Male production by non-natal workers in the bumblebee, Bombus deuteronymus (Hymenoptera: Apidae)
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- Takahashi, Ji., Martin, S.J., Ono, M. et al. J Ethol (2010) 28: 61. doi:10.1007/s10164-009-0155-y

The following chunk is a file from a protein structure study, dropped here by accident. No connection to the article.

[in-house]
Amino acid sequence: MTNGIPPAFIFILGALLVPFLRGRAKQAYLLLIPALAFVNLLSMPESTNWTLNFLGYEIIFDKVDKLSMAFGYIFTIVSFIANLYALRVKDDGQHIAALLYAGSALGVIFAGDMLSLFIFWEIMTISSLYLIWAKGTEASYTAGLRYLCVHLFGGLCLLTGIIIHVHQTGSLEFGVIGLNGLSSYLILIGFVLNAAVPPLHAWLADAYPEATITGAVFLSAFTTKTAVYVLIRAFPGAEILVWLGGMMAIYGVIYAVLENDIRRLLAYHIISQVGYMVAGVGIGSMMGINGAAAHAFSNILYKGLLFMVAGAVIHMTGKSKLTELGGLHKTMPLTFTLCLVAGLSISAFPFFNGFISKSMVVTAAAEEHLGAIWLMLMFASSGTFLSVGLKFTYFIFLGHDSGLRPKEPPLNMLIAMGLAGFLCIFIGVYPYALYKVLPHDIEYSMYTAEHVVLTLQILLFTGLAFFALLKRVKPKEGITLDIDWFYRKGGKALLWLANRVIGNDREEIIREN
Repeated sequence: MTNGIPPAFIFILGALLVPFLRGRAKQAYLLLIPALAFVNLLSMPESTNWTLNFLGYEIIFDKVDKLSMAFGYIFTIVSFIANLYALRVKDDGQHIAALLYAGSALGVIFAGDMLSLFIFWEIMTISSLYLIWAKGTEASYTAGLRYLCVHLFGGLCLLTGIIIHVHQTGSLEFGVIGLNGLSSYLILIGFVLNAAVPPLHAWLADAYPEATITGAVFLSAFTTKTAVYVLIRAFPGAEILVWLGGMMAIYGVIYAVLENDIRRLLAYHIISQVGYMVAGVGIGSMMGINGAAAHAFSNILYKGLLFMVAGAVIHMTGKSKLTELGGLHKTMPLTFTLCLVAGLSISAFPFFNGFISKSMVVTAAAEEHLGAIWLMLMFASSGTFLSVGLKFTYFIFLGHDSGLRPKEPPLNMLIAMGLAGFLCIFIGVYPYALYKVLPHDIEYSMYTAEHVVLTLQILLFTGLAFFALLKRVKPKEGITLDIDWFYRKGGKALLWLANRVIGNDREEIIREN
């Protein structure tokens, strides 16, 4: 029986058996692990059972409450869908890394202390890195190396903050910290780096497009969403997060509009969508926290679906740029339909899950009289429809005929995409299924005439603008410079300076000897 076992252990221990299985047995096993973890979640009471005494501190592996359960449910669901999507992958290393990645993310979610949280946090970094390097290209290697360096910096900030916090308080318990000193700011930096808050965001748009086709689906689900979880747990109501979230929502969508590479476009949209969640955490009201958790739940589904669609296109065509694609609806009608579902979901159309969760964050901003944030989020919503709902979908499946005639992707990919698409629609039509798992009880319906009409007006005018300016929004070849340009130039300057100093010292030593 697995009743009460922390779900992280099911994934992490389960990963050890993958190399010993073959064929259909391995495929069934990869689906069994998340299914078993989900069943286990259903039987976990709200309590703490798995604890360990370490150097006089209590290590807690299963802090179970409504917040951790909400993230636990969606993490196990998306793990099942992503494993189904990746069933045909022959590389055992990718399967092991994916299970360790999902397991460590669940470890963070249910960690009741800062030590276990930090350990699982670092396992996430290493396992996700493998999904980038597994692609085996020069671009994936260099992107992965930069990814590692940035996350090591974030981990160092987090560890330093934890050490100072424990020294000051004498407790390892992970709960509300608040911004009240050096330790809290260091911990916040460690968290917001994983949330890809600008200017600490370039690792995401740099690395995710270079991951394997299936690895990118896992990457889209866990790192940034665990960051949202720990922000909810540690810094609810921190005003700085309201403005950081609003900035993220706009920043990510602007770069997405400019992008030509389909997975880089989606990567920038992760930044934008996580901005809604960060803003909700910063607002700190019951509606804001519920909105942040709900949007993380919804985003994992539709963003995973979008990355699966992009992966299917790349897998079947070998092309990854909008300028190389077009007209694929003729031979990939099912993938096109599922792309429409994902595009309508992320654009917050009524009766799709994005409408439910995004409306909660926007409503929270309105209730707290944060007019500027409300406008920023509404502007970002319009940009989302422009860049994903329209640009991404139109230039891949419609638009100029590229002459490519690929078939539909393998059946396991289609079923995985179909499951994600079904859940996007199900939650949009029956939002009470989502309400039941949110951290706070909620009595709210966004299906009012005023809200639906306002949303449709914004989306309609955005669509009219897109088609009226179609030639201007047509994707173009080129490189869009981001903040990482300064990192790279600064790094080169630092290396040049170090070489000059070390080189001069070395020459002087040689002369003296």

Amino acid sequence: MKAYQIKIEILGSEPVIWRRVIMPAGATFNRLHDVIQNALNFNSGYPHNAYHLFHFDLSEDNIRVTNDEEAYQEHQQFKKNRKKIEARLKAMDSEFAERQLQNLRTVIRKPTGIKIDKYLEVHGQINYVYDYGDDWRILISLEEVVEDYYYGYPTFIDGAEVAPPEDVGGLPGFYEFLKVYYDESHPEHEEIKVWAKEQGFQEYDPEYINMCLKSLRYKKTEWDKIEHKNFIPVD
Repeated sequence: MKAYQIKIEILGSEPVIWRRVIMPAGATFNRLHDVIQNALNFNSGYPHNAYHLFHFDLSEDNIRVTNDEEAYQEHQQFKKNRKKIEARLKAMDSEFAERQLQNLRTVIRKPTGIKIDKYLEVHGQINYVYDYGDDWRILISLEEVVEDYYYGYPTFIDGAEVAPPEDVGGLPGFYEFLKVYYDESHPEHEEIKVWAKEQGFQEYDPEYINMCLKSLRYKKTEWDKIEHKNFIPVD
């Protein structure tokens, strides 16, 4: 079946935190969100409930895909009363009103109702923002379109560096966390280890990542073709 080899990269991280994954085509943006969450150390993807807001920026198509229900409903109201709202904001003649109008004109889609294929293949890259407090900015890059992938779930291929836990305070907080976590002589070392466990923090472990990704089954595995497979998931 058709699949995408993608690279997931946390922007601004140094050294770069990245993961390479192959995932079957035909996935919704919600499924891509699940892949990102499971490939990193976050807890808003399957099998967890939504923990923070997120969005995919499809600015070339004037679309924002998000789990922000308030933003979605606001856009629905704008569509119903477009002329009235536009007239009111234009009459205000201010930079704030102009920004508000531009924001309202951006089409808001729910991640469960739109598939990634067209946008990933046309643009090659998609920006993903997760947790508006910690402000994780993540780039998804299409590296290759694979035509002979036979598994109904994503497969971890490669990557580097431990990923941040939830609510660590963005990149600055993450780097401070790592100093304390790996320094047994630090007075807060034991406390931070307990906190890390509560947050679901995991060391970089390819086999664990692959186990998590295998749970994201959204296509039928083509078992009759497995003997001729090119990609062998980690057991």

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Social insect societies are considered to be composed of many extremely cooperative individuals. While workers are traditionally believed to behave altruistically, recent studies have revealed behaviors that are more selfish. One such example is intraspecific social parasitism, where workers invade conspecific colonies and produce male offspring that are reared by unrelated host workers. Such intraspecific parasitism has been reported in honeybees (Apis cerana, and A. florea) and “semi-wild” bumblebee colonies of Bombus terrestris. Here we report on intraspecific social parasitism by workers in “wild” colonies of the bumblebee B. deuteronymus. Three of the 11 B. deuteronymus colonies studied were invaded by non-natal workers, of which 75% became reproductive and produced 19% of the adult males. The invading non-natal workers produced significantly more males than resident natal workers and the non-natal brood was not discriminated against by the natal workers.